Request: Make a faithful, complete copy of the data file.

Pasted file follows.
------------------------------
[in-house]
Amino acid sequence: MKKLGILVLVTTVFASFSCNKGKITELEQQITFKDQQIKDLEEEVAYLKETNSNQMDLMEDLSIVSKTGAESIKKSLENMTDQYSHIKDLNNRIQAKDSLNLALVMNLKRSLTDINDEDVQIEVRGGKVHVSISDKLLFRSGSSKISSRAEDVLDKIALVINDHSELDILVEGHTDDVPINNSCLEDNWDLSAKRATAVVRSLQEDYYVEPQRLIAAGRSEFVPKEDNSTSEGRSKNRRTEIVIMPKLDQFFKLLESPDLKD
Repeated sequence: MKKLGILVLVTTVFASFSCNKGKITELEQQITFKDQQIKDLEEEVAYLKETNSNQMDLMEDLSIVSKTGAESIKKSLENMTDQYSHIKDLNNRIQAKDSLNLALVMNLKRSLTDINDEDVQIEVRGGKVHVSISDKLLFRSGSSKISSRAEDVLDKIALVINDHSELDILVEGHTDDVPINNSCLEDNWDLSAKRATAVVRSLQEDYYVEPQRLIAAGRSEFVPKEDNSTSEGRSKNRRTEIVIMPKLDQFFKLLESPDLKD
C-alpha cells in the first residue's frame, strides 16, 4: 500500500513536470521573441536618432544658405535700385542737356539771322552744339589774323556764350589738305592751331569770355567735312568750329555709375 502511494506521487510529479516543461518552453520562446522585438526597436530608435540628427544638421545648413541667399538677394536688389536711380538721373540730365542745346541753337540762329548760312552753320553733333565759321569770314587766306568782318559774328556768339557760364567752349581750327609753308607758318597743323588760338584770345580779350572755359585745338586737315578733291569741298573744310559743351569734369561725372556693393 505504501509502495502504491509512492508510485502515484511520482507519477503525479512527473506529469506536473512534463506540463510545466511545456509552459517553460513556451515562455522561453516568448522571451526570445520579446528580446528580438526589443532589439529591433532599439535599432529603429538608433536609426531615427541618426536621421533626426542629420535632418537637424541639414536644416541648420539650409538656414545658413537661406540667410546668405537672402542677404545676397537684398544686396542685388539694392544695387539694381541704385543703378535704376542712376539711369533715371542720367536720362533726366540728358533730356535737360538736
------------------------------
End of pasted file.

[in-house]
Amino acid sequence: MKKLGILVLVTTVFASFSCNKGKITELEQQITFKDQQIKDLEEEVAYLKETNSNQMDLMEDLSIVSKTGAESIKKSLENMTDQYSHIKDLNNRIQAKDSLNLALVMNLKRSLTDINDEDVQIEVRGGKVHVSISDKLLFRSGSSKISSRAEDVLDKIALVINDHSELDILVEGHTDDVPINNSCLEDNWDLSAKRATAVVRSLQEDYYVEPQRLIAAGRSEFVPKEDNSTSEGRSKNRRTEIVIMPKLDQFFKLLESPDLKD
Repeated sequence: MKKLGILVLVTTVFASFSCNKGKITELEQQITFKDQQIKDLEEEVAYLKETNSNQMDLMEDLSIVSKTGAESIKKSLENMTDQYSHIKDLNNRIQAKDSLNLALVMNLKRSLTDINDEDVQIEVRGGKVHVSISDKLLFRSGSSKISSRAEDVLDKIALVINDHSELDILVEGHTDDVPINNSCLEDNWDLSAKRATAVVRSLQEDYYVEPQRLIAAGRSEFVPKEDNSTSEGRSKNRRTEIVIMPKLDQFFKLLESPDLKD
C-alpha cells in the first residue's frame, strides 16, 4: 500500500513536470521573441536618432544658405535700385542737356539771322552744339589774323556764350589738305592751331569770355567735312568750329555709375 502511494506521487510529479516543461518552453520562446522585438526597436530608435540628427544638421545648413541667399538677394536688389536711380538721373540730365542745346541753337540762329548760312552753320553733333565759321569770314587766306568782318559774328556768339557760364567752349581750327609753308607758318597743323588760338584770345580779350572755359585745338586737315578733291569741298573744310559743351569734369561725372556693393 505504501509502495502504491509512492508510485502515484511520482507519477503525479512527473506529469506536473512534463506540463510545466511545456509552459517553460513556451515562455522561453516568448522571451526570445520579446528580446528580438526589443532589439529591433532599439535599432529603429538608433536609426531615427541618426536621421533626426542629420535632418537637424541639414536644416541648420539650409538656414545658413537661406540667410546668405537672402542677404545676397537684398544686396542685388539694392544695387539694381541704385543703378535704376542712376539711369533715371542720367536720362533726366540728358533730356535737360538736